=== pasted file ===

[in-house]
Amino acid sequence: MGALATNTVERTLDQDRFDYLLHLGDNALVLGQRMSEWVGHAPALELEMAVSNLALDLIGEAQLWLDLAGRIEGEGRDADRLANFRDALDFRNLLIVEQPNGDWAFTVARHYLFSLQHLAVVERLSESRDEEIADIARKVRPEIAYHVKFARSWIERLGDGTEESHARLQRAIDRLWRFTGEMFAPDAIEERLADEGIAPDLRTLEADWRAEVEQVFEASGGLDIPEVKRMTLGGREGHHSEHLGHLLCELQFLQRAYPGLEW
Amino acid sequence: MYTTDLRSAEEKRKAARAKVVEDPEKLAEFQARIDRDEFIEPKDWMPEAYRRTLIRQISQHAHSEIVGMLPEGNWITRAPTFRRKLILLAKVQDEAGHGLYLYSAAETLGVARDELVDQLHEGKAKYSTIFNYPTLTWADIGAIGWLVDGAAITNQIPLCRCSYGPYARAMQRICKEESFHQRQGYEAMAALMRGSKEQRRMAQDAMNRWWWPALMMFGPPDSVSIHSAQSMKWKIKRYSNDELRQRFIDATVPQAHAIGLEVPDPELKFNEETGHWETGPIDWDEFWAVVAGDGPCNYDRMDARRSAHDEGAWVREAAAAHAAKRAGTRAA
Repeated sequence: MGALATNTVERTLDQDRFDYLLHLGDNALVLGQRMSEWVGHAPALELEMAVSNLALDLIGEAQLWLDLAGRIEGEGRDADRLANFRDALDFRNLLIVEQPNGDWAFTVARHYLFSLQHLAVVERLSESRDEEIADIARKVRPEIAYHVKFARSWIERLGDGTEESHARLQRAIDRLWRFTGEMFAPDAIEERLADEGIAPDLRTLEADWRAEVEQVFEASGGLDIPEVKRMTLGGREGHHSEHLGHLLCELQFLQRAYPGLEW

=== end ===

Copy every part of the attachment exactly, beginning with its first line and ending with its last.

[in-house]
Amino acid sequence: MGALATNTVERTLDQDRFDYLLHLGDNALVLGQRMSEWVGHAPALELEMAVSNLALDLIGEAQLWLDLAGRIEGEGRDADRLANFRDALDFRNLLIVEQPNGDWAFTVARHYLFSLQHLAVVERLSESRDEEIADIARKVRPEIAYHVKFARSWIERLGDGTEESHARLQRAIDRLWRFTGEMFAPDAIEERLADEGIAPDLRTLEADWRAEVEQVFEASGGLDIPEVKRMTLGGREGHHSEHLGHLLCELQFLQRAYPGLEW
Amino acid sequence: MYTTDLRSAEEKRKAARAKVVEDPEKLAEFQARIDRDEFIEPKDWMPEAYRRTLIRQISQHAHSEIVGMLPEGNWITRAPTFRRKLILLAKVQDEAGHGLYLYSAAETLGVARDELVDQLHEGKAKYSTIFNYPTLTWADIGAIGWLVDGAAITNQIPLCRCSYGPYARAMQRICKEESFHQRQGYEAMAALMRGSKEQRRMAQDAMNRWWWPALMMFGPPDSVSIHSAQSMKWKIKRYSNDELRQRFIDATVPQAHAIGLEVPDPELKFNEETGHWETGPIDWDEFWAVVAGDGPCNYDRMDARRSAHDEGAWVREAAAAHAAKRAGTRAA
Repeated sequence: MGALATNTVERTLDQDRFDYLLHLGDNALVLGQRMSEWVGHAPALELEMAVSNLALDLIGEAQLWLDLAGRIEGEGRDADRLANFRDALDFRNLLIVEQPNGDWAFTVARHYLFSLQHLAVVERLSESRDEEIADIARKVRPEIAYHVKFARSWIERLGDGTEESHARLQRAIDRLWRFTGEMFAPDAIEERLADEGIAPDLRTLEADWRAEVEQVFEASGGLDIPEVKRMTLGGREGHHSEHLGHLLCELQFLQRAYPGLEW